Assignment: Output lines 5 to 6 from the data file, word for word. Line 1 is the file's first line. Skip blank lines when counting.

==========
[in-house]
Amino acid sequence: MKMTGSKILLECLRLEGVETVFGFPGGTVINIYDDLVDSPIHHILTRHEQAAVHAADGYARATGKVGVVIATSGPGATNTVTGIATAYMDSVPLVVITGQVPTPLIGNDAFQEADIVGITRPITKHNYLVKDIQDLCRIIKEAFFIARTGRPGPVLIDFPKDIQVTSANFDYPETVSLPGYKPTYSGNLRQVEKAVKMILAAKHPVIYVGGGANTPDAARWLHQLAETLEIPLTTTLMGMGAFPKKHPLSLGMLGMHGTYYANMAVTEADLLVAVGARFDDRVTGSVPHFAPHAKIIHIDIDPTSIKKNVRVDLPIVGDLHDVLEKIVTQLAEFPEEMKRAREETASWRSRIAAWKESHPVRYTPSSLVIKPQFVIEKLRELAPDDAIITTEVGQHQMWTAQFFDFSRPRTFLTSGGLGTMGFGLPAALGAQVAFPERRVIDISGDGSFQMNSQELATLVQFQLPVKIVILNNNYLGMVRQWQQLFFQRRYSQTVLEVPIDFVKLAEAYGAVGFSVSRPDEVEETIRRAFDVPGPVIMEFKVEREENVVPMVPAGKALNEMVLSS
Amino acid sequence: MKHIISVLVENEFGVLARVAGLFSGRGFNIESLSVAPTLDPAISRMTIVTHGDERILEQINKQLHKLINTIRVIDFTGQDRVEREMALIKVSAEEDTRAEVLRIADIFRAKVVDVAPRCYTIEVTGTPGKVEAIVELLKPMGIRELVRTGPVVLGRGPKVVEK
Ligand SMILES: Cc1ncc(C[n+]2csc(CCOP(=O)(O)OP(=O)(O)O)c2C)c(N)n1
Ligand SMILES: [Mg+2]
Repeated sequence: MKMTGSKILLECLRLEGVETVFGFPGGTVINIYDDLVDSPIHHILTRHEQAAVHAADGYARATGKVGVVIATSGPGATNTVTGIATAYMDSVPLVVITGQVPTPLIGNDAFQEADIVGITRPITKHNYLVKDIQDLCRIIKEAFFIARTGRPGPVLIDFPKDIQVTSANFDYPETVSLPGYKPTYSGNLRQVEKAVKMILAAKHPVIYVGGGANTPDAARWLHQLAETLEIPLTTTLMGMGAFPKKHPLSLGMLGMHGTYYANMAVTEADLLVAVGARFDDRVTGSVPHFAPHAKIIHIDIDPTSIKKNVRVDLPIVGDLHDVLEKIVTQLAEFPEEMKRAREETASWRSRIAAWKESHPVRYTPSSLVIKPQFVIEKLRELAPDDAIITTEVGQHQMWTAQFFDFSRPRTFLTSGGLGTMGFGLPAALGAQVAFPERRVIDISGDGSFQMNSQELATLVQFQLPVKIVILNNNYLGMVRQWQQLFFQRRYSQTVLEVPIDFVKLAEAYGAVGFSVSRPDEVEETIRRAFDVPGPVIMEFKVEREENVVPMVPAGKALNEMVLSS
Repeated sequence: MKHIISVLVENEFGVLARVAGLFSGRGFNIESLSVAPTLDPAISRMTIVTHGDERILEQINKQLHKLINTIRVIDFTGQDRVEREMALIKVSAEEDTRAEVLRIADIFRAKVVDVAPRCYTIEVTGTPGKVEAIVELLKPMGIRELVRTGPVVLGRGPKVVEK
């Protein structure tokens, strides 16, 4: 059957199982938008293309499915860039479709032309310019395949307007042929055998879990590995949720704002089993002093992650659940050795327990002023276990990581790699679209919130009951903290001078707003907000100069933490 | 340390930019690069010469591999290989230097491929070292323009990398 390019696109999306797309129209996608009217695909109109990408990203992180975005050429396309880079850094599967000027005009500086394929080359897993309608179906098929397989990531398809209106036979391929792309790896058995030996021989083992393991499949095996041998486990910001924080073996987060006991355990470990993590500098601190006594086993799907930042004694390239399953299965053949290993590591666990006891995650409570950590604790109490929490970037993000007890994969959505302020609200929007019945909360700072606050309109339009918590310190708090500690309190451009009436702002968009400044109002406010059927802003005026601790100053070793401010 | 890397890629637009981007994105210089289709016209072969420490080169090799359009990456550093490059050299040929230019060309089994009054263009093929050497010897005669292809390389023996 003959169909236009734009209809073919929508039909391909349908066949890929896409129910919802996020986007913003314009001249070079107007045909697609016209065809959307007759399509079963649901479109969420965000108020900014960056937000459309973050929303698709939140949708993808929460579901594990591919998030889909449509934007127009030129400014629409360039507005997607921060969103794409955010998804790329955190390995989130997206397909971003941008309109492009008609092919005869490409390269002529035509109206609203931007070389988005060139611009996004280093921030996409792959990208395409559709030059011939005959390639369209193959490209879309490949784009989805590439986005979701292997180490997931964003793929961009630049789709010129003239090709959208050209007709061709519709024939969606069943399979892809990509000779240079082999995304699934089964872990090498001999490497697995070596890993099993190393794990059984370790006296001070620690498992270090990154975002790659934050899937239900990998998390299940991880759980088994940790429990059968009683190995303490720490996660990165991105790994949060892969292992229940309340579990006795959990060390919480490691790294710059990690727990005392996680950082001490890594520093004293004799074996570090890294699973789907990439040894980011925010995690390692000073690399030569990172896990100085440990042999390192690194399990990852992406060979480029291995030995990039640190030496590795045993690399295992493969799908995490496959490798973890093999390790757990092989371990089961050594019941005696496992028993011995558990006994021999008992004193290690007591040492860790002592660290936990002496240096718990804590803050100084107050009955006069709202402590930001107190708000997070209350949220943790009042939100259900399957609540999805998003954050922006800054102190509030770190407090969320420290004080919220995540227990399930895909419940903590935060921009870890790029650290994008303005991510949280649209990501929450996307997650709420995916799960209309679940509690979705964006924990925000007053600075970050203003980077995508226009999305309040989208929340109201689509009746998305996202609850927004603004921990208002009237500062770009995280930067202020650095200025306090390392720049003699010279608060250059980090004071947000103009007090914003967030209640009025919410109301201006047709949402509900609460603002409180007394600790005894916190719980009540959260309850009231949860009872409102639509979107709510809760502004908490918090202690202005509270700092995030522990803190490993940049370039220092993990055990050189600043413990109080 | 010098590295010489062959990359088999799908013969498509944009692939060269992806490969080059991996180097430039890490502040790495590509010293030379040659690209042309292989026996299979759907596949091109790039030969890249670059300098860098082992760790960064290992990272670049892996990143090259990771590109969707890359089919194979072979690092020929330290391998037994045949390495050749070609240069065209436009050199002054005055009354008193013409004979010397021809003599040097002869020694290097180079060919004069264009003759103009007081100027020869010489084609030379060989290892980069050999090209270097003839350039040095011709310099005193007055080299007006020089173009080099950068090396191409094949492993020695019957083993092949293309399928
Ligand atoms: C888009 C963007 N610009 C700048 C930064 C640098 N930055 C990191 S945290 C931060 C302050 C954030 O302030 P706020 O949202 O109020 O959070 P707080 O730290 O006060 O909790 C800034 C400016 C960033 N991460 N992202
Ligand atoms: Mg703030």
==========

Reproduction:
Ligand SMILES: [Mg+2]
Repeated sequence: MKMTGSKILLECLRLEGVETVFGFPGGTVINIYDDLVDSPIHHILTRHEQAAVHAADGYARATGKVGVVIATSGPGATNTVTGIATAYMDSVPLVVITGQVPTPLIGNDAFQEADIVGITRPITKHNYLVKDIQDLCRIIKEAFFIARTGRPGPVLIDFPKDIQVTSANFDYPETVSLPGYKPTYSGNLRQVEKAVKMILAAKHPVIYVGGGANTPDAARWLHQLAETLEIPLTTTLMGMGAFPKKHPLSLGMLGMHGTYYANMAVTEADLLVAVGARFDDRVTGSVPHFAPHAKIIHIDIDPTSIKKNVRVDLPIVGDLHDVLEKIVTQLAEFPEEMKRAREETASWRSRIAAWKESHPVRYTPSSLVIKPQFVIEKLRELAPDDAIITTEVGQHQMWTAQFFDFSRPRTFLTSGGLGTMGFGLPAALGAQVAFPERRVIDISGDGSFQMNSQELATLVQFQLPVKIVILNNNYLGMVRQWQQLFFQRRYSQTVLEVPIDFVKLAEAYGAVGFSVSRPDEVEETIRRAFDVPGPVIMEFKVEREENVVPMVPAGKALNEMVLSS